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Women in Mongol Iran

The Khatuns, 1206-1335

Bruno De Nicola

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Explores the political, economic and religious role of women in Mongol Iran

Bruno De Nicola investigates the development of women’s status in the Mongol Empire from its original homeland in Mongolia up to the end of the Ilkhanate of Iran in 1335. Taking a thematic approach, the chapters show a coherent progression of this development and contextualise the evolution of the role of women in medieval Mongol society. The arrangement serves as a starting point from where to draw comparison with the status of Mongol women in the later period. Exploring patterns of continuity and transformation in the status of these women in different periods of the Mongol Empire as it expanded westwards into the Islamic world, the book offers a view on the transformation of a nomadic-shamanist society from its original homeland in Mongolia to its settlement in the mostly sedentary-Muslim Iran in the mid-13th century.

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Contents

List of Illustrations
Acknowledgements
A Note on Transliteration 
Maps 
Introduction: The study of women in the Mongol Empire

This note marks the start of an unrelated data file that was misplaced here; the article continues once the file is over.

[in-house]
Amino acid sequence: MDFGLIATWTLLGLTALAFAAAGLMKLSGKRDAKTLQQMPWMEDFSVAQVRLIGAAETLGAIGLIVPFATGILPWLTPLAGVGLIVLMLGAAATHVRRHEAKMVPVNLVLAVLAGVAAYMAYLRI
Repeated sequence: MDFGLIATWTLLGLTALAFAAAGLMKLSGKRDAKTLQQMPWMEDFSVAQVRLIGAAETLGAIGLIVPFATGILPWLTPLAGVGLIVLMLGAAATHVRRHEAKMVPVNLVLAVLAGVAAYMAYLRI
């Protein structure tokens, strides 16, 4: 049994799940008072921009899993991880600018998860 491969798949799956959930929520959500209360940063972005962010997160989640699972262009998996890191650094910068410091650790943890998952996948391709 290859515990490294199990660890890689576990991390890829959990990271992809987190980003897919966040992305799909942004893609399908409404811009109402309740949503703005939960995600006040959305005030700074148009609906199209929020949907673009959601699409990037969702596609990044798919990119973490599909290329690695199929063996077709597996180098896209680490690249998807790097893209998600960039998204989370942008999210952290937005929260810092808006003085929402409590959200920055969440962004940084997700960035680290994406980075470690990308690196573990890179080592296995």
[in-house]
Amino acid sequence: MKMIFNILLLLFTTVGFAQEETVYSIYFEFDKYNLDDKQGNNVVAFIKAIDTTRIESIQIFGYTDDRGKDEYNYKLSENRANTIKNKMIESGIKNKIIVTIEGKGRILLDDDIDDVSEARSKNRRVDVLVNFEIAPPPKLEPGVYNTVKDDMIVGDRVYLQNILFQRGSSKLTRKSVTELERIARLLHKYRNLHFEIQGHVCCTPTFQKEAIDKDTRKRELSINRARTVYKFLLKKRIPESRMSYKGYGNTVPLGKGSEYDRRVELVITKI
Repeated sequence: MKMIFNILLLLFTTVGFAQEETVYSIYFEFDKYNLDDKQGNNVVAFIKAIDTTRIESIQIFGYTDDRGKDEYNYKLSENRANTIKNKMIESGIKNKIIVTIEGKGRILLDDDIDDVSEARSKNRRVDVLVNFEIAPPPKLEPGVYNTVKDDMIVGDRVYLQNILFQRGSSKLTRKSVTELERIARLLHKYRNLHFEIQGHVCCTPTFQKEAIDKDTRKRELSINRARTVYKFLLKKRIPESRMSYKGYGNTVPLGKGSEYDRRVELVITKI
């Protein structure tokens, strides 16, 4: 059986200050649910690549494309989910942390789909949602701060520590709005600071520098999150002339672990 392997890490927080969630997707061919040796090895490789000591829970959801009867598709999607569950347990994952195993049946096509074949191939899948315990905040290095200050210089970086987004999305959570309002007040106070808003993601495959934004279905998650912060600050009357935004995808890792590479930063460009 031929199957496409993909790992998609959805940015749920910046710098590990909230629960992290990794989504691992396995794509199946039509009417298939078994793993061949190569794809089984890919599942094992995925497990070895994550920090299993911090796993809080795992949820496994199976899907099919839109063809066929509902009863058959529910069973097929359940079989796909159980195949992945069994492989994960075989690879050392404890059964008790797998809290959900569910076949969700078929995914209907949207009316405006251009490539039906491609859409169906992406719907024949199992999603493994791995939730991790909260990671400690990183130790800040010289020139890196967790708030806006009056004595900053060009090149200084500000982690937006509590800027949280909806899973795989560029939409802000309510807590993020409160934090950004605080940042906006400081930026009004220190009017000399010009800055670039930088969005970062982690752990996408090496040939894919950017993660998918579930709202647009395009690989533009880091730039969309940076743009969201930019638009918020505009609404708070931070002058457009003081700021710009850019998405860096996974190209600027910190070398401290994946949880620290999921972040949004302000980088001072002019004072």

1.  Women and Politics from the Steppes to World Empire 
2.  Regents and Empresses: Women’s Rule in the Mongols’ World Empire 
3.  Political Involvement and Women’s Rule in the Ilkhanate 
4. Women and the Economy of the Mongol Empire 
5.  Mongol Women’s Encounters with Eurasian Religions 
6.  Concluding Remarks
Glossary 
List of Abbreviations 
Bibliography 
Index 

About the Author

Bruno De Nicola is Research Fellow in Middle Eastern Studies at University of St Andrews. Co-editor of The Mongols and the Transformation of the Middle East (forthcoming 2016), Islam and Christianity in Medieval Anatolia (2015) and Knowledge and Language in Middle Eastern Societies (2010). He has published articles in Iran: Journal of the British Institute of Persian Studies and Journal of Sufi Studies.

Reviews

'This is a book I will recommend to my students and will continue to use in my own work. I imagine it will quickly become a standard text for this subject as well as an indispensable companion for any student of the Ilkhanate and the Mongol Empire in general. It will occupy a space on our library shelves which has been empty for far too long.'

- George Lane, SOAS, University of London

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